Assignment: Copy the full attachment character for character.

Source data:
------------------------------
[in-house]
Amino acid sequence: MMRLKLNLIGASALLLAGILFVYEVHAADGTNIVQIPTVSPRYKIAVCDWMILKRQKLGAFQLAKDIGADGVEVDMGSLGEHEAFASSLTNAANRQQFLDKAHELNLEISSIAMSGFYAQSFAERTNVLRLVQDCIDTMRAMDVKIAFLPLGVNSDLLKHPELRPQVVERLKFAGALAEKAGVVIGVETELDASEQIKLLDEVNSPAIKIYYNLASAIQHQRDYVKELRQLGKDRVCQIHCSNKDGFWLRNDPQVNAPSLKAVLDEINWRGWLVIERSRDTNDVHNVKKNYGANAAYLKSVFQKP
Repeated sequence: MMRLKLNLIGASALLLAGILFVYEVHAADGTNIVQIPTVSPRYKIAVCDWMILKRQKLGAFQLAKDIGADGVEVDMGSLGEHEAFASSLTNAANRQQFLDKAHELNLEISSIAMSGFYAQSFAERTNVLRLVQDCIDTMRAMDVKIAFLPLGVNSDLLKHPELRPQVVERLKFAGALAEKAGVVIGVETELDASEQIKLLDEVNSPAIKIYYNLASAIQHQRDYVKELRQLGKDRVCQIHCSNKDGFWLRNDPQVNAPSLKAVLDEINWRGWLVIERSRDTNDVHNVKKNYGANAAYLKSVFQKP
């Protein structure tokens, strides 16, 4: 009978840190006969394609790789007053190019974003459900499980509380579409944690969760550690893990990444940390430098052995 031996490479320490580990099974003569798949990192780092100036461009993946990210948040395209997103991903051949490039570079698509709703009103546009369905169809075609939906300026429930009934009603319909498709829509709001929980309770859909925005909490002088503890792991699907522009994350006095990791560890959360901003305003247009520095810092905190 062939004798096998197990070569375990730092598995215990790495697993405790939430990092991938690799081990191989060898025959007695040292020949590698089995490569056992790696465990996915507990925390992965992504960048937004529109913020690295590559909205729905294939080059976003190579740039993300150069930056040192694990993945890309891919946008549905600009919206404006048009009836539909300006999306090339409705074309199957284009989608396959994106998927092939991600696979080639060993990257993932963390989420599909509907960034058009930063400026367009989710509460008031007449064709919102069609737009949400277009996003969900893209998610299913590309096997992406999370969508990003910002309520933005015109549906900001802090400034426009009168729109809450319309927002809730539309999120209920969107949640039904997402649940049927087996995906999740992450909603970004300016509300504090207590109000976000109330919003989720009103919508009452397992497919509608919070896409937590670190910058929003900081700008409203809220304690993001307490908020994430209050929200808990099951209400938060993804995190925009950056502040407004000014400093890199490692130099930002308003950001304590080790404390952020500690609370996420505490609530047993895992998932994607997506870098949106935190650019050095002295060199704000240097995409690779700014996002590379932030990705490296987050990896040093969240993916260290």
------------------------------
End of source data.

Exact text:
[in-house]
Amino acid sequence: MMRLKLNLIGASALLLAGILFVYEVHAADGTNIVQIPTVSPRYKIAVCDWMILKRQKLGAFQLAKDIGADGVEVDMGSLGEHEAFASSLTNAANRQQFLDKAHELNLEISSIAMSGFYAQSFAERTNVLRLVQDCIDTMRAMDVKIAFLPLGVNSDLLKHPELRPQVVERLKFAGALAEKAGVVIGVETELDASEQIKLLDEVNSPAIKIYYNLASAIQHQRDYVKELRQLGKDRVCQIHCSNKDGFWLRNDPQVNAPSLKAVLDEINWRGWLVIERSRDTNDVHNVKKNYGANAAYLKSVFQKP
Repeated sequence: MMRLKLNLIGASALLLAGILFVYEVHAADGTNIVQIPTVSPRYKIAVCDWMILKRQKLGAFQLAKDIGADGVEVDMGSLGEHEAFASSLTNAANRQQFLDKAHELNLEISSIAMSGFYAQSFAERTNVLRLVQDCIDTMRAMDVKIAFLPLGVNSDLLKHPELRPQVVERLKFAGALAEKAGVVIGVETELDASEQIKLLDEVNSPAIKIYYNLASAIQHQRDYVKELRQLGKDRVCQIHCSNKDGFWLRNDPQVNAPSLKAVLDEINWRGWLVIERSRDTNDVHNVKKNYGANAAYLKSVFQKP
């Protein structure tokens, strides 16, 4: 009978840190006969394609790789007053190019974003459900499980509380579409944690969760550690893990990444940390430098052995 031996490479320490580990099974003569798949990192780092100036461009993946990210948040395209997103991903051949490039570079698509709703009103546009369905169809075609939906300026429930009934009603319909498709829509709001929980309770859909925005909490002088503890792991699907522009994350006095990791560890959360901003305003247009520095810092905190 062939004798096998197990070569375990730092598995215990790495697993405790939430990092991938690799081990191989060898025959007695040292020949590698089995490569056992790696465990996915507990925390992965992504960048937004529109913020690295590559909205729905294939080059976003190579740039993300150069930056040192694990993945890309891919946008549905600009919206404006048009009836539909300006999306090339409705074309199957284009989608396959994106998927092939991600696979080639060993990257993932963390989420599909509907960034058009930063400026367009989710509460008031007449064709919102069609737009949400277009996003969900893209998610299913590309096997992406999370969508990003910002309520933005015109549906900001802090400034426009009168729109809450319309927002809730539309999120209920969107949640039904997402649940049927087996995906999740992450909603970004300016509300504090207590109000976000109330919003989720009103919508009452397992497919509608919070896409937590670190910058929003900081700008409203809220304690993001307490908020994430209050929200808990099951209400938060993804995190925009950056502040407004000014400093890199490692130099930002308003950001304590080790404390952020500690609370996420505490609530047993895992998932994607997506870098949106935190650019050095002295060199704000240097995409690779700014996002590379932030990705490296987050990896040093969240993916260290």